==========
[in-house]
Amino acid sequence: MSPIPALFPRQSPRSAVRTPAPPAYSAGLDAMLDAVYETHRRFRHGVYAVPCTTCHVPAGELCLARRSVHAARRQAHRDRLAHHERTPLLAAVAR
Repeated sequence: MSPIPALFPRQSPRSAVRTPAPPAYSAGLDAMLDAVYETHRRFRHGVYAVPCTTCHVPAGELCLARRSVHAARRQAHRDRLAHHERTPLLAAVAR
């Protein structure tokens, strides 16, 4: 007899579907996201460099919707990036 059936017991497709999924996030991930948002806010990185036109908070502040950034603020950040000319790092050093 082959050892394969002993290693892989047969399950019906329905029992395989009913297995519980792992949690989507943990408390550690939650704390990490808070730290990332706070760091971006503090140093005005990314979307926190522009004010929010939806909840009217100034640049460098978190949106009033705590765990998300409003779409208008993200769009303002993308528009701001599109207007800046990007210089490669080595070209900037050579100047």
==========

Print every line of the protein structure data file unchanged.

[in-house]
Amino acid sequence: MSPIPALFPRQSPRSAVRTPAPPAYSAGLDAMLDAVYETHRRFRHGVYAVPCTTCHVPAGELCLARRSVHAARRQAHRDRLAHHERTPLLAAVAR
Repeated sequence: MSPIPALFPRQSPRSAVRTPAPPAYSAGLDAMLDAVYETHRRFRHGVYAVPCTTCHVPAGELCLARRSVHAARRQAHRDRLAHHERTPLLAAVAR
């Protein structure tokens, strides 16, 4: 007899579907996201460099919707990036 059936017991497709999924996030991930948002806010990185036109908070502040950034603020950040000319790092050093 082959050892394969002993290693892989047969399950019906329905029992395989009913297995519980792992949690989507943990408390550690939650704390990490808070730290990332706070760091971006503090140093005005990314979307926190522009004010929010939806909840009217100034640049460098978190949106009033705590765990998300409003779409208008993200769009303002993308528009701001599109207007800046990007210089490669080595070209900037050579100047």